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Endocrinology. 1998 Mar;139(3):1184-96.

Analysis of molecular mechanisms controlling neuroendocrine cell specific transcription of the chromogranin A gene.

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Department of Medicine, McGill University and Royal Victoria Hospital, Montréal, Québec, Canada.


Chromogranin A (CgA), a member of the granin/secretogranin family of acidic glycoproteins that play multiple roles in the process of regulated secretion of peptide hormones and neurotransmitters, is specifically expressed in endocrine and neuroendocrine cells. We previously cloned and characterized the human (h) CgA gene and showed that nucleotides -55 to +32 relative to the transcriptional start site that contain a consensus cAMP element (CRE) and TATA-box motif were sufficient for neuroendocrine cell-specific expression. Here, we examined the role of the well conserved CRE in basal and cAMP-stimulated transcription in neuroendocrine cells. Transient transfection studies with hCgA gene promoter/chloroamphenical acetyl transferase (CAT) reporter constructs were conducted in a panel of neuroendocrine cell lines as well as in nonendocrine cell lines. Deletion or mutation of the CRE resulted in loss of neuroendocrine cell specific transcriptional activity. Mutation of a well conserved region (the TG-box) located between the CRE and the TATA box had no effect or resulted in only a modest decrease in activity. Mutation of the CRE in 5'-extended (-2300 to +32 and -700 to +32) constructs resulted in a 50-75% decrease in basal activity in neuroendocrine cells. This emphasized the importance of the CRE in basal transcription and also suggested that other elements between -700 and -55 may act independently of the CRE to contribute to full basal activity in some neuroendocrine cells. Dibutyryl cAMP stimulated transcriptional activity in neuroendocrine cells, and this was abolished by mutation of the CRE. In the presence of a PKA inhibitor, dibutyryl cAMP-induced activity was completely abolished and basal activity was decreased by up to 85%. Similar protein-DNA complexes were formed in gel retardation assays with a CgA-CRE oligonucleotide and nuclear extracts from both neuroendocrine and nonendocrine cells. A predominant complex that was supershifted by addition of a CREB antibody was identical in all cell types. By immunoblot analysis, levels of total CREB protein and phosphorylated (Ser 133) CREB did not differ between neuroendocrine and nonendocrine cells. Phosphorylated CREB was increased by forskolin treatment, an effect that was blocked by a PKA-inhibitor. Expression of the transcriptional cointegrator, CREB-binding protein (CBP), assessed by both RT-PCR and Western blot analysis, did not differ between neuroendocrine and nonendocrine cells. In summary, the CRE in the hCgA gene proximal promoter is critical for both basal and cAMP-induced expression in neuroendocrine cells via a PKA-mediated pathway. However, the neuroendocrine specificity of hCgA gene transcription mediated by the CRE is not a function of levels of total CREB or phosphorylated CREB or its cointegrator CBP. Specificity may be achieved by a PKA-responsive CRE-binding protein other than CREB expressed specifically in neuroendocrine cells, expression of a repressor molecule that binds CREB in nonendocrine cells, or may lie downstream of a CRE-binding protein, e.g. in the activity or amount of cointegrators other than CBP, which are required to couple transactivators to the basal transcriptional machinery.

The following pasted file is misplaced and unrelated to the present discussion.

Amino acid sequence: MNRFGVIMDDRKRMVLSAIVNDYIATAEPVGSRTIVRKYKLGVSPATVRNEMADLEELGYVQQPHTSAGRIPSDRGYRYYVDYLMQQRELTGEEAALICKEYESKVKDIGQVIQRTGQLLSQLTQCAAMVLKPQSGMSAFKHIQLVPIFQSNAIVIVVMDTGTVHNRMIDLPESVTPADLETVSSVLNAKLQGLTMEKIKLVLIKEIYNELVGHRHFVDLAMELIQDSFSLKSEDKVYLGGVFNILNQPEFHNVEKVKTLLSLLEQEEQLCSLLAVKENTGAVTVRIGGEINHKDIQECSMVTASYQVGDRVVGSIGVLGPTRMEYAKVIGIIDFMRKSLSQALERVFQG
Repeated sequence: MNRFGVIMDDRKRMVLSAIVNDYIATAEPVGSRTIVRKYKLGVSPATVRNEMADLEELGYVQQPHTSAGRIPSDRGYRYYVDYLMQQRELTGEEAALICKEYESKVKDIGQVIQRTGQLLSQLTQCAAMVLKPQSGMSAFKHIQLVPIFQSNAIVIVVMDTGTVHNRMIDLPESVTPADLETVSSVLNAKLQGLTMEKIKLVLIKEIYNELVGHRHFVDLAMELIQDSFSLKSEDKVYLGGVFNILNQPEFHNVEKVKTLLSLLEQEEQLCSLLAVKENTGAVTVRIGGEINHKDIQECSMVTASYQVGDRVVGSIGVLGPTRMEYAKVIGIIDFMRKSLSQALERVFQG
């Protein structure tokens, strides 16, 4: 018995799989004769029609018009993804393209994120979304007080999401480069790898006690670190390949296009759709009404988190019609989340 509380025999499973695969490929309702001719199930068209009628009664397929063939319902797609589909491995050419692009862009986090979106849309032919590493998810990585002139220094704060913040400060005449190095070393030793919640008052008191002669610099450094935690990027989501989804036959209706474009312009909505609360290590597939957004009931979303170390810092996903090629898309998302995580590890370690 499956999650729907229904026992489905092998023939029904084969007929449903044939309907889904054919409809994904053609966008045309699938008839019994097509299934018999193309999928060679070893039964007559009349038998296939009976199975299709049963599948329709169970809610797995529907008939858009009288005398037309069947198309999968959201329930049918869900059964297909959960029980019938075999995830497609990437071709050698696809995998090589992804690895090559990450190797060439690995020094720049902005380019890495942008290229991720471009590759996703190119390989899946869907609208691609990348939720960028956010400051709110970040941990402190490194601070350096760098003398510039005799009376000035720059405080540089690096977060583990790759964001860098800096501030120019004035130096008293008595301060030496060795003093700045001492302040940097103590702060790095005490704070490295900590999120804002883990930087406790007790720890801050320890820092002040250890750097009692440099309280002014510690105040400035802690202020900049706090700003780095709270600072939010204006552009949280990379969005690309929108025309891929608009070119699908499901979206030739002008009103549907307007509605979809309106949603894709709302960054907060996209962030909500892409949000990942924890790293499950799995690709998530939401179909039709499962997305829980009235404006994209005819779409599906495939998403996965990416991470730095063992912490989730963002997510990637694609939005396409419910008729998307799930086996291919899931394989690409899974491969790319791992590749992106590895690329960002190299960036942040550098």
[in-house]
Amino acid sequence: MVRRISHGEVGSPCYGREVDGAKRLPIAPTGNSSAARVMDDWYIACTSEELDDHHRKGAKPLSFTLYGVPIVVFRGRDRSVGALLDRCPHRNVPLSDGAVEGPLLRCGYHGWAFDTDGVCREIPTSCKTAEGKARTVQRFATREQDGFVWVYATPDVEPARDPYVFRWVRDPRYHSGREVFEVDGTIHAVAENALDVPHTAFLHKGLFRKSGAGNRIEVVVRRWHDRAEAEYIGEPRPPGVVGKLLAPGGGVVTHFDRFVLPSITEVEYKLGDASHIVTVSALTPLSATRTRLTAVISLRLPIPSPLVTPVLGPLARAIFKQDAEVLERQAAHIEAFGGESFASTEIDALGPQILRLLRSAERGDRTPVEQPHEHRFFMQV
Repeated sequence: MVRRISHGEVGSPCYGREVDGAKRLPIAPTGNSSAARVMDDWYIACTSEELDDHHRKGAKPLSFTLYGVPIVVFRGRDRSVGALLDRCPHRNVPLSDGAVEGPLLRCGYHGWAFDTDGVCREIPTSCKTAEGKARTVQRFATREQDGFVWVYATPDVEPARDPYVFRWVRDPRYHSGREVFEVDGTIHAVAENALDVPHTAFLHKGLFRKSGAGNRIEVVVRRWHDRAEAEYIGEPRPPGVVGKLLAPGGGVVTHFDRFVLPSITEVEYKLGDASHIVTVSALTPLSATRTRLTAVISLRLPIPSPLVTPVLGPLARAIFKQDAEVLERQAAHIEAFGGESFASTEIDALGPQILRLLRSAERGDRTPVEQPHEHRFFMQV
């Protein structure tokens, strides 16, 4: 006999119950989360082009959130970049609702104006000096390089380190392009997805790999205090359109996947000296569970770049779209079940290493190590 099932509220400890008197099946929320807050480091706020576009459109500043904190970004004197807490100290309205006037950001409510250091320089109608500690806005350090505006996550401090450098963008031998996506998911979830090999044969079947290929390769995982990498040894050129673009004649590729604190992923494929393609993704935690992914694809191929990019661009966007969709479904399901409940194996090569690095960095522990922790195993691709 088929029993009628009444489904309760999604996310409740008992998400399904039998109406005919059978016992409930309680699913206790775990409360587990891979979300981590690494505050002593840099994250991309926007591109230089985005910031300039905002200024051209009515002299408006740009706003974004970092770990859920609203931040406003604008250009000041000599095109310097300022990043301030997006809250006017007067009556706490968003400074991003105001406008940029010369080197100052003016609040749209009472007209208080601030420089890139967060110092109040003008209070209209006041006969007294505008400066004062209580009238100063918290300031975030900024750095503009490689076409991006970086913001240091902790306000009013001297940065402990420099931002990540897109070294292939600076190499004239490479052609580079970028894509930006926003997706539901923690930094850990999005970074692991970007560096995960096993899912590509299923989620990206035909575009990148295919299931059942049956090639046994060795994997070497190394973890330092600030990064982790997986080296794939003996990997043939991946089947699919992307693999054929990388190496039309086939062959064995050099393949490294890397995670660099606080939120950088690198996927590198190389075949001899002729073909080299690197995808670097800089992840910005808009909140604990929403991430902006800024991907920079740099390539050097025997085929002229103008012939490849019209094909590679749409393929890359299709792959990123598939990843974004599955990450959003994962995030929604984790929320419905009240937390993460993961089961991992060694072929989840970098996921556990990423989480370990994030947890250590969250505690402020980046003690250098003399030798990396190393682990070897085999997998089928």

[Indexed for MEDLINE]

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